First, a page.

Skip to content

Biomedical Odyssey

Life at the Johns Hopkins School of Medicine

Biomedical Odyssey Home Perspectives in Research Habsburgs: All in the Family

Habsburgs: All in the Family

Illustration of reindeer of Habsburg and family

This post originally appeared on Riley’s blog,, which features her writing and podcasts about the intersection of neuroscience and royalty.

Our tale begins in my ninth grade history classroom. One day, we were learning about the Habsburgs (also spelled Hapsburg), a German-Austrian royal family that included Marie Antoinette and Marie de Medici and ruled great swaths of Europe between 1100 and 1700. My teacher pulled up a horrifying drawing of a person who looked more animal than human. This, he said, was what the Habsburg offspring looked like toward the end of the family’s reign due to a little thing called inbreeding. The picture may have been a cartoonish overdramatization, but the science behind it was real.

Marriages between relatives have been common in royal families throughout history, but the Habsburgs took inbreeding to a whole new level. Never before had relatives so close to one another married with such frequency. Strategic marriage formed the basis of their foreign policy, in accordance with their family motto: “Let others wage war, but you, happy Austria, marry.” While intrafamilial marriages strengthened their empire for a time, they eventually led to its demise.

Not only is inbreeding morally repugnant, but it’s also genetically disadvantageous. Think of purebred dogs, inbred to maintain purity, that end up with a multitude of genetic defects. The same thing happened to the Habsburgs. At conception, you inherit a set of genes from each parent in the form of a set of chromosomes. These chromosomes are able to swap pieces of genes with one another in order to increase genetic diversity. Aside from making you unique, this serves the important evolutionary advantage of minimizing the effect of any deleterious genes you may have inherited. For example, if your dad gave you a defective version of a gene (cough, my lactase enzyme), your mom’s copy can pick up the slack. But when closely related individuals have children, there is more of a chance that both parents have the same genetic defect. As a result, inbreeding increases the risk of rare genetic mutations.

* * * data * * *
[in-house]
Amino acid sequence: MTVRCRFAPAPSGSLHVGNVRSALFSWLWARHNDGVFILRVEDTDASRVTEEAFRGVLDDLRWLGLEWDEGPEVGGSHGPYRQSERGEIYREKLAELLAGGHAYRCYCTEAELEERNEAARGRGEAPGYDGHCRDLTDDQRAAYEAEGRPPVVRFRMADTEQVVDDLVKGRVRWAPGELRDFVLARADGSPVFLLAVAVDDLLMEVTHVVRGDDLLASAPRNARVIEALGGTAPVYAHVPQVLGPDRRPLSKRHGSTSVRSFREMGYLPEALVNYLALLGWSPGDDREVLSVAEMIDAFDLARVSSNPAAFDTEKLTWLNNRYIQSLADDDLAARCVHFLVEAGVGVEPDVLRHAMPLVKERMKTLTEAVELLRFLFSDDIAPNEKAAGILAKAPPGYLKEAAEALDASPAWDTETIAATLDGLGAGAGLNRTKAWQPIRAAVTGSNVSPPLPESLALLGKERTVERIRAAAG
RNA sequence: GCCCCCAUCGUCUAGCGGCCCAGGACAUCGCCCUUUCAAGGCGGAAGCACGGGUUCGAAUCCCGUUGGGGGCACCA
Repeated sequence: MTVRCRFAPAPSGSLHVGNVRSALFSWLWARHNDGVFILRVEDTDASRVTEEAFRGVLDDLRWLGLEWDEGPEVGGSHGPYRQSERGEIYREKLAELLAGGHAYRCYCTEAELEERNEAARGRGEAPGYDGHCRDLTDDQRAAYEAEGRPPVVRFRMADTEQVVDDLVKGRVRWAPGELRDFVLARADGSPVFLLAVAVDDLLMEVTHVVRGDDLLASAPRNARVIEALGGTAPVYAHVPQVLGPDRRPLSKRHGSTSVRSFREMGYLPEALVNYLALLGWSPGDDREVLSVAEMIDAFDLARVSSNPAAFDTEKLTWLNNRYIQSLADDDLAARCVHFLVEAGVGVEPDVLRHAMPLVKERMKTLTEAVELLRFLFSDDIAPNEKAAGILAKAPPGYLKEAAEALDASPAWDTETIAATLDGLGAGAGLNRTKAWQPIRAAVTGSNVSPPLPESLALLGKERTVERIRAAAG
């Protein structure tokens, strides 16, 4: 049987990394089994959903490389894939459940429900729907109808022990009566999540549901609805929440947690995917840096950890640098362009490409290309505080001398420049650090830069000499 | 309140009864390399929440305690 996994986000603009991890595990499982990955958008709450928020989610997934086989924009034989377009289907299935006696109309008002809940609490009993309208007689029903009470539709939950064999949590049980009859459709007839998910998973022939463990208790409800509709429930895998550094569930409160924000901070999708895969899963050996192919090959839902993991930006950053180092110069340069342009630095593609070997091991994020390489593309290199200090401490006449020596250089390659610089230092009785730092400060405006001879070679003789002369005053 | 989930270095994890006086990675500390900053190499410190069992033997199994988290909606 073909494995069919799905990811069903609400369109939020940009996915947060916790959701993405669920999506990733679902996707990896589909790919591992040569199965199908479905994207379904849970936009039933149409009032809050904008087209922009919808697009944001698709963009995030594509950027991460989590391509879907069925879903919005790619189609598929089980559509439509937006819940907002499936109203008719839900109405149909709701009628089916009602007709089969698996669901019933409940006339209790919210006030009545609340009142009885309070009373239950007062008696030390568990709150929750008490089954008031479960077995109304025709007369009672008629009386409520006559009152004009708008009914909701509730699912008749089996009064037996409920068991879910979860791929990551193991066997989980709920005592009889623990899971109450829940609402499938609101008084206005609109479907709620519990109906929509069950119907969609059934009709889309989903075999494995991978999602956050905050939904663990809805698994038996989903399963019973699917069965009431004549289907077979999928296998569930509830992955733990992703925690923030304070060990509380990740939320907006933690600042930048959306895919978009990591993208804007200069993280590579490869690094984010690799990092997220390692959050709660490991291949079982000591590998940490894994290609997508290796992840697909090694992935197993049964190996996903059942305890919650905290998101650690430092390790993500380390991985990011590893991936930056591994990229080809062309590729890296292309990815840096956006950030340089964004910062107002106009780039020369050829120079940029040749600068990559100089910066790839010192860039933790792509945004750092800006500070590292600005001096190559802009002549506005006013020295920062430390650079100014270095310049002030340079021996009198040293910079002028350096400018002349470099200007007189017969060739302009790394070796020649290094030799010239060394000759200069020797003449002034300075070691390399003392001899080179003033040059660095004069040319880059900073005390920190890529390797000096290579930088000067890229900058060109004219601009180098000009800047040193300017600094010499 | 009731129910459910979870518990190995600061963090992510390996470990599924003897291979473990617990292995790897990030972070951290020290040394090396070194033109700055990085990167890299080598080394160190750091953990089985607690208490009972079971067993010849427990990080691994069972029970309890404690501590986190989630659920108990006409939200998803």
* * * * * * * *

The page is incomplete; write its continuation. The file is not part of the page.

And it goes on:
There’s actually a mathematical way to measure this effect, called the inbreeding coefficient. This coefficient, with possible values ranging from 0 to 1, represents the probability that two copies of a gene inherited from each parent are identical due to a common ancestor. A study published by researchers from the University of Santiago de Compostela in Spain in 2009 found that the inbreeding coefficient for the last Habsburg ruler, King Charles II of Spain, was 0.254, higher than it would be if he was the result of a mating between parent and child.

Although the Habsburgs benefited politically from their strategic marriages, they suffered biologically. Royal portraits regularly show members of the family with a pronounced chin dubbed the “Habsburg jaw.” Another group of researchers from Spain were able to find a correlation between a family member’s inbreeding coefficient and the degree of their jaw deformity, thought to be a genetic trait called mandibular prognathism, based on paintings and historical records. Inbreeding also increased the risk of child mortality for Habsburg offspring, with the probability of a child surviving to 10 years old decreasing to less than 50% as the inbreeding coefficient reached 0.254.

Ultimately, the effect of inbreeding on fertility brought down the Habsburgs’ centuries-long rule over Europe. The subtle facial features that were seen throughout the family dynasty became debilitating deformities for Charles II, the last Habsburg king. He was severely mentally and physically disabled, barely able to walk or talk until he was 10, and had lifelong difficulty speaking and eating due to his jaw deformity. He was known as “El Hechizado” or “The Hexed” due to his impairments, which were likely caused by the inbred genes he inherited. Although he was married twice, he had no children, and his first wife made sure to tell everyone about his infertility (another symptom that could be explained by his highly inbred genetic profile). Thus, when Charles II died in 1700, the family empire died with him. You can conquer land, you can win wars, you can dominate trade. But at the end of the day, you can’t fight nature.


ABRI, U. (n.d.). Retrieved from

Alvarez, G., Ceballos, F. C., & Quinteiro, C. (2009). “The Role of Inbreeding in the Extinction of a European Royal Dynasty.” PLoS ONE,4(4). doi:10.1371/journal.pone.0005174

Royde-Smith, J. G. (2019, October 16). “House of Habsburg.” Retrieved from

Thulin, L. (2019, December 04). “The Distinctive 'Habsburg Jaw' Was Likely the Result of the Royal Family's Inbreeding.” Retrieved from

“How Inbreeding Doomed the House of Habsburg” (2020, April 08). Retrieved from

Vilas, R., Ceballos, F. C., Al-Soufi, L., González-García, R., Moreno, C., Moreno, M., . . . Álvarez, G. (2019). “Is the ‘Habsburg jaw’ related to inbreeding?” Annals of Human Biology, 46 (7-8), 553-561. doi:10.1080/03014460.2019.1687752

Related Content

Want to read more from the Johns Hopkins School of Medicine? Subscribe to the Biomedical Odyssey blog and receive new posts directly in your inbox.